Monday, November 26, 2007

If at first something fails catastrophically--throw more money at it

Just in case anyone needed another reason to hate zoos:

Three polar bears have already died due to Buffalo zoo's neglect. This makes me sick to my stomach that the only folks who have voiced any real concern is PETA. Insert gagging noise here. They make a point to say that this is the first time in five years that they have asked that a zoo be shut down. I should be giving credit for their incompetence now? (But hey, look at how many womyn they've managed to objectify in that time!!)

The Buffalo News had a front page story on it the other day with various people defending the zoo (because the previous article detailing all of the zoo's neglect wasn't received well?), and reasoning that; hey this just means we should be giving them more money! I guess now the continued funding of the Iraq war makes perfect sense.

My slow fingers can't find the link right now, but pretty much the only effort being made is to (a) close down the zoo entirely, or (b) simply move the one remaining polar bear to another, "better" place. Which is oh so eerily reminiscent of the helpfulness of closing down Abu Graib, IE one place of torture, and simply rendering everything to another location.

I especially love how this article makes a point to say:

Fields said the zoo does not report every death to the media because animal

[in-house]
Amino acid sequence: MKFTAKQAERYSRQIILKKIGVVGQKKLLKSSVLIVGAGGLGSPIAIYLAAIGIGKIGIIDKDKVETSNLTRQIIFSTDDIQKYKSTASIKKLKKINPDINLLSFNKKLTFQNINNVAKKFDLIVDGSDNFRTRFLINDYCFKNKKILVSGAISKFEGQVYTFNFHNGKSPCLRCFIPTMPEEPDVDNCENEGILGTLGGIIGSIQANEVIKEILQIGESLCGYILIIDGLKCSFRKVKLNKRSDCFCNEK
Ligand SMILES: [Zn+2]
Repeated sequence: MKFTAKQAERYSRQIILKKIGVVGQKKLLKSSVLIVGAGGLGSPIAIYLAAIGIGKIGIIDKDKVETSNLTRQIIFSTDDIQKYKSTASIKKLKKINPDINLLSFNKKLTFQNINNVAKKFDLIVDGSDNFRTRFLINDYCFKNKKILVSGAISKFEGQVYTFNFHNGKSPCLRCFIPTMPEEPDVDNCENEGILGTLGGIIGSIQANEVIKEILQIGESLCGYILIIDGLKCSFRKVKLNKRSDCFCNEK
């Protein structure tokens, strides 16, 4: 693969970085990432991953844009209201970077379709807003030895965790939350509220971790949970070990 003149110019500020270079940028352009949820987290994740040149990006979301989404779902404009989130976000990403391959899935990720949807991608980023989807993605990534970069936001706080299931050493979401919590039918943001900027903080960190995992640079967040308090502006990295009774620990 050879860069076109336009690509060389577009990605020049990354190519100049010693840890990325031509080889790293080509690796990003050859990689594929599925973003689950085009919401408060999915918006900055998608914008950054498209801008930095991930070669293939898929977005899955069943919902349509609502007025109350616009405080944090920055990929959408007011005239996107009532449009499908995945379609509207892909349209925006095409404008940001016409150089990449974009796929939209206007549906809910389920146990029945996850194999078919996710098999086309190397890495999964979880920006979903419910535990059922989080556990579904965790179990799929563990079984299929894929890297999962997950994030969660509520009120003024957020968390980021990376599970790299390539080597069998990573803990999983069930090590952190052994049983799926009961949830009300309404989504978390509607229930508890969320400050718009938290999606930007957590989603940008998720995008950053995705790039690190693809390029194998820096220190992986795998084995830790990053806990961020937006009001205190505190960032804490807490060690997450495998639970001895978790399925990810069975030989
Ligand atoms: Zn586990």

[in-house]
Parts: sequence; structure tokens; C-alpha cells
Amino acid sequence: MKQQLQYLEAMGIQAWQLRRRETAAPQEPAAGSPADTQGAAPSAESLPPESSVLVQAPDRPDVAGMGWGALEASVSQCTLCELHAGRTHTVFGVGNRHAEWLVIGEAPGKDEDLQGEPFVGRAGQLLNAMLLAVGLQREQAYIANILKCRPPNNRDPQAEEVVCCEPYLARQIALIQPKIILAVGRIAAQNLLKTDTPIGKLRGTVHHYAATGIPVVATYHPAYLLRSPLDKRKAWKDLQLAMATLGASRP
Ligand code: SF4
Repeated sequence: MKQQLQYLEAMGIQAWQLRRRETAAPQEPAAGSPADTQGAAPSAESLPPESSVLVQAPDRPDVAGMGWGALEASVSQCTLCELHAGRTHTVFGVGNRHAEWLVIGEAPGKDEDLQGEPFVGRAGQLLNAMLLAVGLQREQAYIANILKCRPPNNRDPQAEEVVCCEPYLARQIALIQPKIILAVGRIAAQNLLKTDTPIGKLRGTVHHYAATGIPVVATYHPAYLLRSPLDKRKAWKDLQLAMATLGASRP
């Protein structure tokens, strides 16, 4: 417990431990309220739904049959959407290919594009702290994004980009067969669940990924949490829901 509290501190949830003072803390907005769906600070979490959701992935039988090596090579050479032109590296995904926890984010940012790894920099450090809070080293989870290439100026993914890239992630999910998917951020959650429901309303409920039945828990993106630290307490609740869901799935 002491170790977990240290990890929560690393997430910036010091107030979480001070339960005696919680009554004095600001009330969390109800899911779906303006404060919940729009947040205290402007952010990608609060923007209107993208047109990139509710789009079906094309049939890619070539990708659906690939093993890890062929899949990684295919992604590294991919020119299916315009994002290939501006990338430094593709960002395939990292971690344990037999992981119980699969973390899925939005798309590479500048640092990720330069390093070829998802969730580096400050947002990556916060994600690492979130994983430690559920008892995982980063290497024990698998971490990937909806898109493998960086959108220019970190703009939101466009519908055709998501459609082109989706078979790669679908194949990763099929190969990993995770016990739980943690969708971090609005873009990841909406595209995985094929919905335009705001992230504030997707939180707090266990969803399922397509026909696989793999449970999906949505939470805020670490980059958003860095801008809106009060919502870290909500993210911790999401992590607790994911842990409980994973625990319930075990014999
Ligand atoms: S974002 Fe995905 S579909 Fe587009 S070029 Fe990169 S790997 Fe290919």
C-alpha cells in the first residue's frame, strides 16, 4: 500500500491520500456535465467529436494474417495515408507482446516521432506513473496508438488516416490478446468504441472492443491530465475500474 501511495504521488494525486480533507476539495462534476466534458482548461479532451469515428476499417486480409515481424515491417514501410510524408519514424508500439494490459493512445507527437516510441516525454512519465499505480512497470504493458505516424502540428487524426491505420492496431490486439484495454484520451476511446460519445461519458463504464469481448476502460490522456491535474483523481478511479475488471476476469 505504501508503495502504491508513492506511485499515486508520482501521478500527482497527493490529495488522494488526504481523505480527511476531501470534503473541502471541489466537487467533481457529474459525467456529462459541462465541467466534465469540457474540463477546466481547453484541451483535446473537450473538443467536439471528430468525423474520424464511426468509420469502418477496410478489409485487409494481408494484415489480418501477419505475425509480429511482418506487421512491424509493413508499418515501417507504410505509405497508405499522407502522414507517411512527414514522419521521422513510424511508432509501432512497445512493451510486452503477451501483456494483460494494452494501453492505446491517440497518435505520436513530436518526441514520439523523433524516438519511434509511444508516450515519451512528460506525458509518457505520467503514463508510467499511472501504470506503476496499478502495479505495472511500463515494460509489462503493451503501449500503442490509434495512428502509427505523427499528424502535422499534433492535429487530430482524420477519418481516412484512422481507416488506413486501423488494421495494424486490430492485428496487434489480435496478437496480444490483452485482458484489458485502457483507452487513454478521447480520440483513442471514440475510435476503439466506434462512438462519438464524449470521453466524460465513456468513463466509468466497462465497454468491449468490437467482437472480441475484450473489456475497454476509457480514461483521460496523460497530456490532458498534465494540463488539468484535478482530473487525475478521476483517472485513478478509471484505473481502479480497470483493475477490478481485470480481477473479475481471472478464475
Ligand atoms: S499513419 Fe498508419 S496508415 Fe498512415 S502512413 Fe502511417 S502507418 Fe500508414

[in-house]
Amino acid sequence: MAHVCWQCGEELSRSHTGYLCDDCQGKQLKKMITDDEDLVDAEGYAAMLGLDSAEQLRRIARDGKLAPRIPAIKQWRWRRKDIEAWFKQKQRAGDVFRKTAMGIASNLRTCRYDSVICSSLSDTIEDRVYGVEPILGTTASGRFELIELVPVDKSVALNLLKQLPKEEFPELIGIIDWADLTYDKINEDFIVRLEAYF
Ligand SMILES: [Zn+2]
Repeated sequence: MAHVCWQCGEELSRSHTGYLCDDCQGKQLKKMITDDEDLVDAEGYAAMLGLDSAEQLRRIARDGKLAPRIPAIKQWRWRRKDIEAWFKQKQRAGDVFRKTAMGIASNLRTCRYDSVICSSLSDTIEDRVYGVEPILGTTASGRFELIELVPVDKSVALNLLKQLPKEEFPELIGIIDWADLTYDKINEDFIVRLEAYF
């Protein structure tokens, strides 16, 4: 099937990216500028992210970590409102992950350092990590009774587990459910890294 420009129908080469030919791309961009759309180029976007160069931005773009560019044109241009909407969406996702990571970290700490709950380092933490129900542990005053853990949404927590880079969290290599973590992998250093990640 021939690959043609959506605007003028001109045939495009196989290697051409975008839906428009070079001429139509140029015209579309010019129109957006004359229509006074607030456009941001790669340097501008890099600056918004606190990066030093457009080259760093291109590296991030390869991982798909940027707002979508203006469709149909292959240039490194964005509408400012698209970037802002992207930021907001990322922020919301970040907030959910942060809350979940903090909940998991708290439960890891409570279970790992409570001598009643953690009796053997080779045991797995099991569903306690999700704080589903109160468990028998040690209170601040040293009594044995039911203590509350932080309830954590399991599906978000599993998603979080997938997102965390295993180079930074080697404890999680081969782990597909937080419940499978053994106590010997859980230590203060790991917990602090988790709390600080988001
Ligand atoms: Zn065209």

deaths are regular occurrences at a zoo.

Which is perfectly true. Other beings dieing for the sake of humyn entertainment does happen all the time. Every day. Nothing to see here folks, just walk away and return to your lives.

Wednesday, October 31, 2007

Stop thinking, you!

I've now seen the H.R. 1955 Violent Radicalization and Homegrown Terrorism Prevention Act of 2007 bill which just passed in the House of Reps in about every internet reading place I like to go to. And, everyone is super shocked, its dubbed the thought crime bill; many understandable references to 1984. Honestly I'm shocked that so many folks are shocked, though. I parted with my first amendment rights with the Patriot Act, just like everyone else. And I watched as the fear that the Animal Enterprise Terrorism Act would be used to prosecute peaceful AR activists, become a reality as the SHAC 7 and many other good folks found themselves in jail. Putting a web site up has already got people in trouble, this is hardly anything new. It's an essential dictatorships last lingering leap for finger holds into American law. I'm pretty sure it's only going to get worse. Hell, Gravel can't even go to debates now. I don't even like him, but I want him back. Keep the illusion up for folks that anyone can run for president. I do like though, how now all these ultra republican publications are getting worried about this, and totally seem to think that it is aimed at targeting them. That does get me laughing.